Craig Andera's blog.
Oh, man! I am not alone! The same thing happens to me, and it drives me freaking nuts.
But it's so pretty. Isn't the aesthetic worth the time? ;-)That's yet another reason why I say, get a good command line shell (I use the Hamilton C Shell).
Raymond Chen is probably the person to ask that sort of question...
:) I'm already reasonably facile with cmd.exe, which has the benefit of being present on every system I work with. Not that I'm not looking forward to having something better at some point. However, if it were just a matter of dropping to the command line, I'd be all set. However, there are many times where I'm using Explorer via the built-in dialog boxes of third-party GUI programs. So regardless of the shell I use, it's still a matter of broken functionality.
Maybe because your recycle bin is on the verge of reaching the limit?Also, I believe delete from Windows explorer needs to notify many more listeners since it will be storing it in the recycle bin.. Such as making your COM dll registration to point at the recycle bin. . :)
I think you may be right. I had suspected the Recycle Bin, but thought I had emptied it earlier that day. Turns out I hadn't - there was a good 400 things in there, at about 200MB worth of crap. Still very annoying, even if I know the source.
I run a little scheduled daily script to empty my recycle bin of anything older than a few days. Not only does it speed up delete no end, it also speeds up shutdown, hibernate and suspend - for some reason, Explorer touches everything in the recycle bin on these events.Since, last time I checked, 1% was the smallest amount of space you could allocate to the recycle bin (so about 600MB on my laptop...) there can be an awful lot of files in there.But as someone also pointed out, a lot of things get notified when you delete an item in explorer.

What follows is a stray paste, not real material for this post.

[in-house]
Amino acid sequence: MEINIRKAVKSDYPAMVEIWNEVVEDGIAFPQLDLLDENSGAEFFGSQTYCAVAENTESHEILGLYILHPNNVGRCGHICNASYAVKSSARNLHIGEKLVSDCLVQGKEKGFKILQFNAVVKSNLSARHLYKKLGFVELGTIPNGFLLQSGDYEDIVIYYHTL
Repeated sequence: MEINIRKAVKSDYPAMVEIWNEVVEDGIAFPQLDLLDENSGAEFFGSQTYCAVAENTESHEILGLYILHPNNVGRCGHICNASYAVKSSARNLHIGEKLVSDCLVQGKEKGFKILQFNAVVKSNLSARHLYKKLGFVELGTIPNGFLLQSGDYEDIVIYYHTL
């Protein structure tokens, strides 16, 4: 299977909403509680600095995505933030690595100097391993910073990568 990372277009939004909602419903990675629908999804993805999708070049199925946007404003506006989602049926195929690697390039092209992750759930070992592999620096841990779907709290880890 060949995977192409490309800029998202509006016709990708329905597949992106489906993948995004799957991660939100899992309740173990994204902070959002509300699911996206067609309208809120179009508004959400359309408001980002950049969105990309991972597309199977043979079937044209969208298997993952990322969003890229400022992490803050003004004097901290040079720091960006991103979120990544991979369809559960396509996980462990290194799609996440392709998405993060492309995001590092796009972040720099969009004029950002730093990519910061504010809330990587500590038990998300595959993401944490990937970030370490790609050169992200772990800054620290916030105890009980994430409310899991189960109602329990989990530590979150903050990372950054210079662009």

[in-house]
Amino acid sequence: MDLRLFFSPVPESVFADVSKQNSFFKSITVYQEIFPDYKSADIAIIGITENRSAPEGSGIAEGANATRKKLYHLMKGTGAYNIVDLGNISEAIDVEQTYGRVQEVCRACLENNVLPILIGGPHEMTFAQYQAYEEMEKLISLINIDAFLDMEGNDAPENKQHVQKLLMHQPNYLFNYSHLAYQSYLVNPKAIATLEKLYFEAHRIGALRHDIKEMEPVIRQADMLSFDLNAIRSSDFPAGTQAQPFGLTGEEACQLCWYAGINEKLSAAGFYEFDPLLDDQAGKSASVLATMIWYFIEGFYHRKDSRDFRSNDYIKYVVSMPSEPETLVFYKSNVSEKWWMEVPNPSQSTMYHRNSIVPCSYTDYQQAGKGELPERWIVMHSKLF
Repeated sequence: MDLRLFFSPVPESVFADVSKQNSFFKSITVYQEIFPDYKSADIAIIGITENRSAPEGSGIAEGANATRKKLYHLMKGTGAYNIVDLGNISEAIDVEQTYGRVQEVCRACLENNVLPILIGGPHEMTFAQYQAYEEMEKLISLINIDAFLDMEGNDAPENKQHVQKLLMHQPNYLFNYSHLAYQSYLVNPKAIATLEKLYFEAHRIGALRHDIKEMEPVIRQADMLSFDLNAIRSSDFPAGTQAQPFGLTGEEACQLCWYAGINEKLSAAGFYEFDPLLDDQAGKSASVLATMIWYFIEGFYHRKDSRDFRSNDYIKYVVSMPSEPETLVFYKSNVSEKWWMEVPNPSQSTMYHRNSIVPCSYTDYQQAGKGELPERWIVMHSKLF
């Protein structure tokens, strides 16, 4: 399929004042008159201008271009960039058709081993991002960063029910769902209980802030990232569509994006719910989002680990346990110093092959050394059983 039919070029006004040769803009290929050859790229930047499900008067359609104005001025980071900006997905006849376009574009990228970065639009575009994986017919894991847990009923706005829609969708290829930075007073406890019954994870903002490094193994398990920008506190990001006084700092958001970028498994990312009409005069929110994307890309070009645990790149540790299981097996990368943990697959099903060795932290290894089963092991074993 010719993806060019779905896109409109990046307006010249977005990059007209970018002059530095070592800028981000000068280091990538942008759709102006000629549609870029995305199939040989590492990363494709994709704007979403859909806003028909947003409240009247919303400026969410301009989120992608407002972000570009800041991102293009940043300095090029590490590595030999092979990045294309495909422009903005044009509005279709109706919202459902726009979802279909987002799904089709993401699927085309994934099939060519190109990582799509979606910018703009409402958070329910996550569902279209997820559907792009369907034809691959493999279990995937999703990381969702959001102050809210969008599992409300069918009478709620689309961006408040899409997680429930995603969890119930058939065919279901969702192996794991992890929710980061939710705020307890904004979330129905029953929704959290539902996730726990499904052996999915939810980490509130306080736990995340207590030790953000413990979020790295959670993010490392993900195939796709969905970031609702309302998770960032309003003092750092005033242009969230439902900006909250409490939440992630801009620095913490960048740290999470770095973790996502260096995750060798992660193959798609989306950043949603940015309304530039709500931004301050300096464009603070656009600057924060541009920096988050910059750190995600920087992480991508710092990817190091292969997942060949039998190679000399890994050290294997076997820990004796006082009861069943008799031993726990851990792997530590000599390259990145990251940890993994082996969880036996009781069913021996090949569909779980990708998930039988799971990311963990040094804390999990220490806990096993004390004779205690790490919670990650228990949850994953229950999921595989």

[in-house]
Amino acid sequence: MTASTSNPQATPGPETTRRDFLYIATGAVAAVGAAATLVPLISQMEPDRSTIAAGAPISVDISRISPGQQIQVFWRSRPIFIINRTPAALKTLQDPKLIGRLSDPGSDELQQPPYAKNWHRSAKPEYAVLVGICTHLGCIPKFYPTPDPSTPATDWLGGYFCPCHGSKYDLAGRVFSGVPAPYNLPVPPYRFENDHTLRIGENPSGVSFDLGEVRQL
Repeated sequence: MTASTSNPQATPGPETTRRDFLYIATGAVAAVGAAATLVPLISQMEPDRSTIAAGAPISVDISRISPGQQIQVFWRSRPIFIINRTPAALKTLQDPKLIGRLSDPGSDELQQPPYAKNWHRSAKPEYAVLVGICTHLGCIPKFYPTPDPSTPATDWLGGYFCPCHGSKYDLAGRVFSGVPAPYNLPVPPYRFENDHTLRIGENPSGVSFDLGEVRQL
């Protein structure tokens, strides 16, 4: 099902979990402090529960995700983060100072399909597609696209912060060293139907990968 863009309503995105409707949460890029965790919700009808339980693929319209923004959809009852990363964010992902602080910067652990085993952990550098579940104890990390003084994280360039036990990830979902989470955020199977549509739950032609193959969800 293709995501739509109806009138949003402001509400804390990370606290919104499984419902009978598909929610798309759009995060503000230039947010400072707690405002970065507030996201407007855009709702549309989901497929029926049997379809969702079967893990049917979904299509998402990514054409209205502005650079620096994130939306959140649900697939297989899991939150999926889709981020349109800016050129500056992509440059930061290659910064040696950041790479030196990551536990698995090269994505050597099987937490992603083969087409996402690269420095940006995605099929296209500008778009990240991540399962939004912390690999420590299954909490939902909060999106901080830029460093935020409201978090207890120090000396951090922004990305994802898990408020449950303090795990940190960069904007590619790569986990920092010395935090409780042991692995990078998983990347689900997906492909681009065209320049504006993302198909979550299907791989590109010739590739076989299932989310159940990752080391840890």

So what's the command you run to do this?
Maybe I'm alone in this, but I've had the problem where the file to be deleted was a large file and I had to wait for my Antivirus program to scan the file before I could do anything with the file.
Oh, I'm sure you're not the only one to run into problems with virus software. Which is primarily why I turn off real-time scanning. I wouldn't run any AV software at all if I didn't have to to get on the Microsoft VPN.
I almost always hit Ctrl when deleting - this keeps the file from going to the recycle bin. However deletion from the gui is still slow!
Dan beat me to it as I was going to suggest liberal use of the SHIFT key (never knew about CTRL) to achieve the same effect: the delete operation bypasses the recycle bin.
Correct me if I'm wrong, but if you're going to just permanently delete files every time you delete, then why not turn off the recycle bin? Is it just to provide you the safety net of mistakenly deleting something?
OOPs - it is shift delete.By the way if your system is particularly slow I recommend you clean your registry and then do a registry defragmentation. There are various registry cleaners that have a preview period but most of them limit the number of items you can clean. Most recently I used RegSupremePro but i've used a numbe of others.To defrag your registry try pagedefrag from www.sysinternals.com.This can make a huge speed difference in explorer operations.Good luck